Over the past 6 months I’ve driven over 12 different vehicles in the hunt to buy my own four wheels of freedom. It’s been something of a trip from the sublime to the ridiculous.
And one I must say, quickly, I am completely indebted to my brilliant friends who have lent me their vehicles, for! It’s also been a great reminder of how much I’ve changed over the past five years.
First up there was the series of rental vehicles, which we rented from the great people at Gateway 2 New Zealand (no this isn’t a sponsored post I should hasten to add. They’re just great people!)
Our initial car was a cute as a button Demio. Thank goodness there was only myself and the girls here, as there was no way we could really fit the whole famdamily into that shopping trolley. Mainly it was a great wee car, even if it did provide the ultimate intellectual challenge.
After successfully negotiating Auckland’s city streets in a freak storm that spun a deadly tornado and torrential rain, I finally pulled into the garage of our new rental home, only to find that I could not remove the key from the ignition. I tried poking, pulling, twisting, turning. Prayer, mindful meditation and liberal bouts of swearing. Cover your ears children! Nup, no good.
Of course release came when I finally realised through the jet-lag haze that I still had the car in drive. Duh!
We replaced the Demio with a few other vehicles from Gateway, all reliable and cheap-ish until finally being offered a car by my mate Linaire!
Let’s just say that my street-cred increased considerably with the temporary acquisition of the chic black Celica coupe. Son wanted me to buy it. My Englishman was impressed that it went like the clappers, and could accommodate his fishing rod (bit like his wife really!)
We replaced the Celica with the most gorgeous little Mini Cooper, from my friend Jane and her daughter Alexandria. Fab little car. Think of the car version of a terrier. Cute, but with bite. WE all loved the Mini, and were disappointed to have to replace it with…..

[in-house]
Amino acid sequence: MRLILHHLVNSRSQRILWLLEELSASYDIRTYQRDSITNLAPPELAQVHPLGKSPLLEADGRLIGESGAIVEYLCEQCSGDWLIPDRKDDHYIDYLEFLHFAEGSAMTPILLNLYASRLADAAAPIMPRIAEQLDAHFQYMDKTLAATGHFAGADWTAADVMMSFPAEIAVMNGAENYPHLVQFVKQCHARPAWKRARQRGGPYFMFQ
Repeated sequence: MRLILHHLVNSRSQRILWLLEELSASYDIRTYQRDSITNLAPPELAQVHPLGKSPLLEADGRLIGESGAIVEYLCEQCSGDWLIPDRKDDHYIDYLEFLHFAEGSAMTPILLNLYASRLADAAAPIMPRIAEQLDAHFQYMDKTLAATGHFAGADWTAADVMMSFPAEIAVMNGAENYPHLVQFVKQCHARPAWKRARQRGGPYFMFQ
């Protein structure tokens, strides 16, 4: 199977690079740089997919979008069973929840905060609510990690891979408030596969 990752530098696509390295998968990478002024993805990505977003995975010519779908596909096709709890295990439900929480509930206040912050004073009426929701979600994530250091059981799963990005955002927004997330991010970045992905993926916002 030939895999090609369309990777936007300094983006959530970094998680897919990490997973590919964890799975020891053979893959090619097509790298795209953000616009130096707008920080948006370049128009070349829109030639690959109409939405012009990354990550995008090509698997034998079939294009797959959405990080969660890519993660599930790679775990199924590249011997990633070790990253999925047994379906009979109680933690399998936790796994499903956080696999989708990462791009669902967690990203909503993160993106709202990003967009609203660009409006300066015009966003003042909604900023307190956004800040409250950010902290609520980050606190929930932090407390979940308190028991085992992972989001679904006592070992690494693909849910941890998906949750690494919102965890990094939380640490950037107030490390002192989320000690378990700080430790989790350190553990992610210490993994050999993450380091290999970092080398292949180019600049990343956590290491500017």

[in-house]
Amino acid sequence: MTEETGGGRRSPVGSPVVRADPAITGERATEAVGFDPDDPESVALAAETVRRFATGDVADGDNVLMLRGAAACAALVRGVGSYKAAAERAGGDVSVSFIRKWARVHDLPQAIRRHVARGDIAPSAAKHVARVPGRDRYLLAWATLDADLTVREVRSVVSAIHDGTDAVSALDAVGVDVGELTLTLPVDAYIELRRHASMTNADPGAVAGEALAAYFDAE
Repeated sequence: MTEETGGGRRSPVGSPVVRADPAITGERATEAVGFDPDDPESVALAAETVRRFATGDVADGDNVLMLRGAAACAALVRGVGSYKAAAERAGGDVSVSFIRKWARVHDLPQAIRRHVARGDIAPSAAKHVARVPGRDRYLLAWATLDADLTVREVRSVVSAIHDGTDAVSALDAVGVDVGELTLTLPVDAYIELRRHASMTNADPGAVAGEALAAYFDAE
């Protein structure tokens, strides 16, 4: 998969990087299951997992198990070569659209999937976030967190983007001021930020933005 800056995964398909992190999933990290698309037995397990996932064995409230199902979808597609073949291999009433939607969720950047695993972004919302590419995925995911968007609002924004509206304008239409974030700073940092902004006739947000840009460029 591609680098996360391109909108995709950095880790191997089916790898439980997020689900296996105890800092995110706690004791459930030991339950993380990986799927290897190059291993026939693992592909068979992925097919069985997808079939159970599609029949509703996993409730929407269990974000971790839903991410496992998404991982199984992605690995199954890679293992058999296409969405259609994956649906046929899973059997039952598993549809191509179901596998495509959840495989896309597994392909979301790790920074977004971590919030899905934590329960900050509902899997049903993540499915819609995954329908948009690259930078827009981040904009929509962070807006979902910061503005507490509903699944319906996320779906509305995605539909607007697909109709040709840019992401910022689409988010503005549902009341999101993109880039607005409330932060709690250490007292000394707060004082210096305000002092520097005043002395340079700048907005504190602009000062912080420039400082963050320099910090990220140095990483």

A ute. Complete with hand brake that you pulled out from the dash and a tray in the back. I felt all I needed was a Border Collie, a hay bale and maybe my Akubra hat. Just the thing for sophisticated downtown Auckland!
We finally replaced the ute with our very own car. A car like no other I’ve ever owned.
When I left NZ five years ago, I had a beautiful status symbol in my Landrover Freelander. I loved that car, and it was hard to part with it especially since it was the first car I’d ever bought on my very own. It was the only status symbol I had left after selling the house in St Heliers, and giving up my – on reflection – rather comfortable lifestyle.
It’s funny how you change in life.
I bought the new car home the week before last. It’s quite possibly the oldest, cheapest car I’ve ever owned. It doesn’t even have electronic central locking or an automatic boot opener. And yet, driving home from the airport in my new purchase I felt the proudest and most ridiculously excited I have ever been.
Isn’t it amazing how the expat life and travel changes you?
I left NZ keen to live in the right suburb and drive the right car and holiday at the bach and go overseas at least once a year. I wanted the lifestyle that comes with the kids at private school and dining out in restaurants. I wanted to feel that I was enjoying my career success.
I came back to NZ knowing that the most important thing in life is that I have lived it, with those I love and treasure. I call that growth. What do you think?